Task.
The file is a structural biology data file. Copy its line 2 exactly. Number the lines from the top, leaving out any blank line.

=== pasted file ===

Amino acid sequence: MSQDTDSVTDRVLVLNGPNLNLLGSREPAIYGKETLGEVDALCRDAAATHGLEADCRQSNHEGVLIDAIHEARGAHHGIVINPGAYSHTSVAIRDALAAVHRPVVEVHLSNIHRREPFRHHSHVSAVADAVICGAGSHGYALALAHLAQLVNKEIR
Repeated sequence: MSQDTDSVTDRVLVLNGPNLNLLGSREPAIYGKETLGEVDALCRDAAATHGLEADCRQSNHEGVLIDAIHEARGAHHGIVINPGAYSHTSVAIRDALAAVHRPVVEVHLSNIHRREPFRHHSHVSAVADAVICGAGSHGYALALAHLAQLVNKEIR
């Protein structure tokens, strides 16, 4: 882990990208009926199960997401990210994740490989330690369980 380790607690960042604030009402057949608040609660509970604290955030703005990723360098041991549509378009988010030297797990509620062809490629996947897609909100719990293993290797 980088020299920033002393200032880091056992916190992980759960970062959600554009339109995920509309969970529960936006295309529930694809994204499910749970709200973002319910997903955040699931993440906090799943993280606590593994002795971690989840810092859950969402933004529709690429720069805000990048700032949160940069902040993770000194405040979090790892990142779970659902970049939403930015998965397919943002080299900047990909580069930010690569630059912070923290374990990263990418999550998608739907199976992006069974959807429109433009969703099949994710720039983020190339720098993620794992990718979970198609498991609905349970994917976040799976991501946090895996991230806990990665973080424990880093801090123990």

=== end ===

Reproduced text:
Repeated sequence: MSQDTDSVTDRVLVLNGPNLNLLGSREPAIYGKETLGEVDALCRDAAATHGLEADCRQSNHEGVLIDAIHEARGAHHGIVINPGAYSHTSVAIRDALAAVHRPVVEVHLSNIHRREPFRHHSHVSAVADAVICGAGSHGYALALAHLAQLVNKEIR